Unite picket line, March 2019. Photograph: Unite.

The row between unions and Hackney Council over pay for bus drivers for SEND children has deepened, with Unite going so far as to accuse the Town Hall of “illegal” and “spiteful” behaviour.

The allegations come as the union begins balloting their members for further strike action in an ongoing dispute over a claim for £50 a week compensation for drivers who undertake split shifts.

Strike pay was to be given to workers by Unite based on what showed up on their payslips, which the union claim the drivers are now unable to see.

The Town Hall claims this is the result of a shift from an informal arrangement in which payslips were provided in digital format to a system of hard copies being posted out directly.

Unite regional officer Onay Kasab said: “We had hoped that the council would engage in constructive meaningful discussion – this has not happened, hence the new ballot. But the news we are getting this morning takes the behaviour of the council to a new low.

“In order to make payments, the union has set up a system based on how much people have lost for taking strike action – which will show up on a payslip. However, the employer is now denying staff access to their payslips. As well as being illegal, it’s spiteful.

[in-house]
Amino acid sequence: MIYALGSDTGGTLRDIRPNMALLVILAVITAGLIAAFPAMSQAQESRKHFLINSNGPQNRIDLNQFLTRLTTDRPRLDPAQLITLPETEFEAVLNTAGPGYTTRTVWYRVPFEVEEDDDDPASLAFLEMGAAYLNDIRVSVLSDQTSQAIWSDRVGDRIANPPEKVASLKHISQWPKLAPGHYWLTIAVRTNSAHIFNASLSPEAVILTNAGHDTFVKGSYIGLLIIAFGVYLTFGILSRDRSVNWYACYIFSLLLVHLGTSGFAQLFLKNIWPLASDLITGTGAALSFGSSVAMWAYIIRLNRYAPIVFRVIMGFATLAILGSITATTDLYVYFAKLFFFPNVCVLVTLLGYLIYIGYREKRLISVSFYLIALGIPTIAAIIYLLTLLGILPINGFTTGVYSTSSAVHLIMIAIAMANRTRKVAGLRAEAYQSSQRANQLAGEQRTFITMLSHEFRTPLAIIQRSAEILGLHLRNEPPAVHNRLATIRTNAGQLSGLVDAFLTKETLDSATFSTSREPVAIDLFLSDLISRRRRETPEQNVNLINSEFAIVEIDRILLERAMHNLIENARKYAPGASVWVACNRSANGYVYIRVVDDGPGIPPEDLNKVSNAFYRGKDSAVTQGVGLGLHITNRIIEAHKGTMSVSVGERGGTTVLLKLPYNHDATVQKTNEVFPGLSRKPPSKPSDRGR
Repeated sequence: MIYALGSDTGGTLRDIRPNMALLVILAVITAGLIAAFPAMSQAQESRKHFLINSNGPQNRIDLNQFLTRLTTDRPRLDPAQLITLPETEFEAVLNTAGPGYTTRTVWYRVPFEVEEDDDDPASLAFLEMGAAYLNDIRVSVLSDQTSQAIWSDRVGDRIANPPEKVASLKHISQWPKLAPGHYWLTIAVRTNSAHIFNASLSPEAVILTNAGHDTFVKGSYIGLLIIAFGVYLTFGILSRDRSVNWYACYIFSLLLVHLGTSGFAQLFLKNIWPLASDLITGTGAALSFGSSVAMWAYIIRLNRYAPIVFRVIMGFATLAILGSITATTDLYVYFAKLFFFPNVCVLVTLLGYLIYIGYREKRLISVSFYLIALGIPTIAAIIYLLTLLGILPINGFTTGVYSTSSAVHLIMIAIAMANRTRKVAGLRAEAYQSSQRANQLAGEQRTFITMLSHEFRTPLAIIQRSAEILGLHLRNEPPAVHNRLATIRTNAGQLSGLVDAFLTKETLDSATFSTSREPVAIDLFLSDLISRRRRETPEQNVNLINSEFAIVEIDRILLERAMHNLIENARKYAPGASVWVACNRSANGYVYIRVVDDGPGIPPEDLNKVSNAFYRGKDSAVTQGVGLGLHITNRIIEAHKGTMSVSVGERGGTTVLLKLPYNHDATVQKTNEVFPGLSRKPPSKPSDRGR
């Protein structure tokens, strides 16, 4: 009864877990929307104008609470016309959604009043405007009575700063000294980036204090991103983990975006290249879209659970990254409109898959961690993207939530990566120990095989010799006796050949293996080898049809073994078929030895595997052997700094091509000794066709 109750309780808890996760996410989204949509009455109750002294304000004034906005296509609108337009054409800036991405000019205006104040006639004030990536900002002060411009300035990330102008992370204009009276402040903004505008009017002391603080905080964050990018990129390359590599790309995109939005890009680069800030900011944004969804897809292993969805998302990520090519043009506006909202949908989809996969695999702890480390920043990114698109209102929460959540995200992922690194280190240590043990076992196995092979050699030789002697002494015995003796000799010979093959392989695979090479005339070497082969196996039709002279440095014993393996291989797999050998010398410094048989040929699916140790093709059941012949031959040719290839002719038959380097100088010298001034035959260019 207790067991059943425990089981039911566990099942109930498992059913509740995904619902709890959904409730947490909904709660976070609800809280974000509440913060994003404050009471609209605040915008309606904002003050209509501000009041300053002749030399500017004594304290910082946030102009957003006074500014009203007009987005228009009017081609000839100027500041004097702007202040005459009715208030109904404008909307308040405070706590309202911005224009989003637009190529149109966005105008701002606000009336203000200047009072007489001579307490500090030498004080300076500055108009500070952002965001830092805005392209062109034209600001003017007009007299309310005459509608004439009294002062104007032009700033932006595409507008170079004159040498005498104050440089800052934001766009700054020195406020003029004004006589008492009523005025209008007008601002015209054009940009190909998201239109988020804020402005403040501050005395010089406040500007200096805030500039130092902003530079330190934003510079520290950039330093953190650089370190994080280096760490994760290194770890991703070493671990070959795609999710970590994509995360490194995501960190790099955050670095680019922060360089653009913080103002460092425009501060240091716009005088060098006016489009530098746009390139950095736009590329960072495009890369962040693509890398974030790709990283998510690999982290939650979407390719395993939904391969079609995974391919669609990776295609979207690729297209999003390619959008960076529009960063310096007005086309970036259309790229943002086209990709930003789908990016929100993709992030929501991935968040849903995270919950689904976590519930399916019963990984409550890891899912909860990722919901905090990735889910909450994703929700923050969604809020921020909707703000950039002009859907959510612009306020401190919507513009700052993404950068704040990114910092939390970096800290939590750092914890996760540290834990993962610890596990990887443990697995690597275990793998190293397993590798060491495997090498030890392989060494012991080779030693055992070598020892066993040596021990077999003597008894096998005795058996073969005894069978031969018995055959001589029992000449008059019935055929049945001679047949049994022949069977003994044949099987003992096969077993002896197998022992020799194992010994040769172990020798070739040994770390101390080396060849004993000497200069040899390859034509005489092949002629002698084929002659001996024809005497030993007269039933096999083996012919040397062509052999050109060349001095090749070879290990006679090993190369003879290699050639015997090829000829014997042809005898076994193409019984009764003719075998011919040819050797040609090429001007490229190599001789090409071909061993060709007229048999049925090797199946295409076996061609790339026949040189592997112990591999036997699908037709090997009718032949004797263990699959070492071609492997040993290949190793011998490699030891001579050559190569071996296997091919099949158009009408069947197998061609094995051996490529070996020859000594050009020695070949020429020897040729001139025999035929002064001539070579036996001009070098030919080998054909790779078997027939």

“We have appealed this morning to the council to sort it out. This action will only harden the resolve of our members to win this campaign.”

Numerous organisations have made donations to the drivers’ campaign, including the Trade Council, the National Education Union, Labour Party members and other Unite branches.

It is understood that as the drivers are not based in an office, managers used to send them their payslips on an informal basis, but the council’s HR department has now switched to a more formal arrangement of printing them off and posting them.

Kasab pointed out that workers could be left in the lurch if their strike pay is delayed even for a day.

A Hackney Council spokesperson said: “All staff do of course have the right and ability to access their payslips.

“All staff payslips, including those of the transport assistance team, are available on the council’s intranet, but as these members of staff are not office-based, an office manager used to access their payslip on their behalf at their request.

“This was an informal process so our HR team is arranging for physical payslips to be posted regularly to the staff. Staff can, of course, use the intranet to access their payslips at any time.  Service managers will also look to set up online access in the depot.”

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